Jen January 3, 2012 at 11:28 am

I disagree with the method of this campaign, but do thing that more attention needs to be brought to the issue of childhood obesity. I think it is worse that type 2 diabetes is no longer called “adult onset” diabetes because kids as young as 8 or 10 are developing it. I think it’s more condemnable that parents, teachers, and doctors turn a blind eye to a kid’s weight because it’s unacceptable to address the issue. I think it is awful that school’s budgets no longer allow for healthy meal options or gym teachers. So while we shouldn’t shame kids and families into loosing weight, we should not, by any means, simply accept childhood obesity and all the problems it will cause for these kids in the future.

Rachel January 3, 2012 at 11:32 am

$50M? I have a lot of ideas as to where that money could of gone and been more constructive. For instance, in less disgusting inedible school lunches. Or, in classes for parenting. Or in health food vouchers.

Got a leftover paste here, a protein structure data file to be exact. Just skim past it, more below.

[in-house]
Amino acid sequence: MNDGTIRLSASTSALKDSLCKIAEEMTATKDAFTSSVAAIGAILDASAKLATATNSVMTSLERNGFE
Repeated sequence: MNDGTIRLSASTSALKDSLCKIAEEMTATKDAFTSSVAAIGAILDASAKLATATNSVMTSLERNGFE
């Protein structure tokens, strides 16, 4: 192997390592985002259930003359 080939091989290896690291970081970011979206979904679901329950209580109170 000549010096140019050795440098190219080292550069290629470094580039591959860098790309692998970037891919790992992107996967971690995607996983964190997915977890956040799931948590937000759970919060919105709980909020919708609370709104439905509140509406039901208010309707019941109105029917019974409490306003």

Kristen January 3, 2012 at 12:23 pm

I can’t imagine letting my child be in a commercial like this, no matter what the “cause” is. You’re right, there are a THOUSAND better ways to battle childhood obesity. This is so shameful. That poor, sweet little girl brought tears to my eyes.

I hope her mother feels really awesome about herself for this right now.

jacqueline January 3, 2012 at 3:36 pm

Any anti-obesity ad that claims bullying is justified by being fat is slaughtering any and all positive information it may be attempting to inspire attention towards.

You’re essentially feeding a toxic mentality :o f: abusive minds, stereotyping and concreting some of the patterns on an emotional level that play into young people gaining wight in the first place

This is a reveal of whatever organization you represent being ignorant and being about as far from beneficial as you can get.